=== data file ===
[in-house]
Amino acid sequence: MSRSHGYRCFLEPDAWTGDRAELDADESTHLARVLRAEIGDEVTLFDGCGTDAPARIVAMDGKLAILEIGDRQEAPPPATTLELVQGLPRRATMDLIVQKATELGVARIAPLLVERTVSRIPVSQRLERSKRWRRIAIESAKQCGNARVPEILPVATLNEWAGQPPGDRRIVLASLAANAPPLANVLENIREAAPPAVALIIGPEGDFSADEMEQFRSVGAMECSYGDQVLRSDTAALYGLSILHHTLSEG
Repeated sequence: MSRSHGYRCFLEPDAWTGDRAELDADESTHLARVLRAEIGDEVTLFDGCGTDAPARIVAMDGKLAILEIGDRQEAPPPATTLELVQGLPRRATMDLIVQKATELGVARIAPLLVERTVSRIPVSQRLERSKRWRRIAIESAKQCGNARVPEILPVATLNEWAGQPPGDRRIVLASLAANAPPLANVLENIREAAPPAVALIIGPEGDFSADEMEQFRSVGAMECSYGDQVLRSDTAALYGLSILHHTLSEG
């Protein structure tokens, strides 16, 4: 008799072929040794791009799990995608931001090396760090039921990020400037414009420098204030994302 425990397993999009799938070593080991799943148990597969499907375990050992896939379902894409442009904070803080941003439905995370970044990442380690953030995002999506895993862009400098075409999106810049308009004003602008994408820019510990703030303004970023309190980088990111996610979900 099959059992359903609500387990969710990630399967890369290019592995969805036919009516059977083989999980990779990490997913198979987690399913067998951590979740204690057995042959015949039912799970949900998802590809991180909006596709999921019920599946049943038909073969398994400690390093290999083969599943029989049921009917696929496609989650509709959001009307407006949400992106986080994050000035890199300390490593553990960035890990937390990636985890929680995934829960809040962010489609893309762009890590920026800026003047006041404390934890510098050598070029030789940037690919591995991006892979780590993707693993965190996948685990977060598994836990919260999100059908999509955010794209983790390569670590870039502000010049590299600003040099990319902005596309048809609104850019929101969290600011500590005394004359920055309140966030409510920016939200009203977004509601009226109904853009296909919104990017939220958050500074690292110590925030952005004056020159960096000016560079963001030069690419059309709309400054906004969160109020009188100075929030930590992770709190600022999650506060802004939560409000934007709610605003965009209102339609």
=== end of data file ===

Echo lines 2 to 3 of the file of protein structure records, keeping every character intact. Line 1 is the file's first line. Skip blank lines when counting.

Amino acid sequence: MSRSHGYRCFLEPDAWTGDRAELDADESTHLARVLRAEIGDEVTLFDGCGTDAPARIVAMDGKLAILEIGDRQEAPPPATTLELVQGLPRRATMDLIVQKATELGVARIAPLLVERTVSRIPVSQRLERSKRWRRIAIESAKQCGNARVPEILPVATLNEWAGQPPGDRRIVLASLAANAPPLANVLENIREAAPPAVALIIGPEGDFSADEMEQFRSVGAMECSYGDQVLRSDTAALYGLSILHHTLSEG
Repeated sequence: MSRSHGYRCFLEPDAWTGDRAELDADESTHLARVLRAEIGDEVTLFDGCGTDAPARIVAMDGKLAILEIGDRQEAPPPATTLELVQGLPRRATMDLIVQKATELGVARIAPLLVERTVSRIPVSQRLERSKRWRRIAIESAKQCGNARVPEILPVATLNEWAGQPPGDRRIVLASLAANAPPLANVLENIREAAPPAVALIIGPEGDFSADEMEQFRSVGAMECSYGDQVLRSDTAALYGLSILHHTLSEG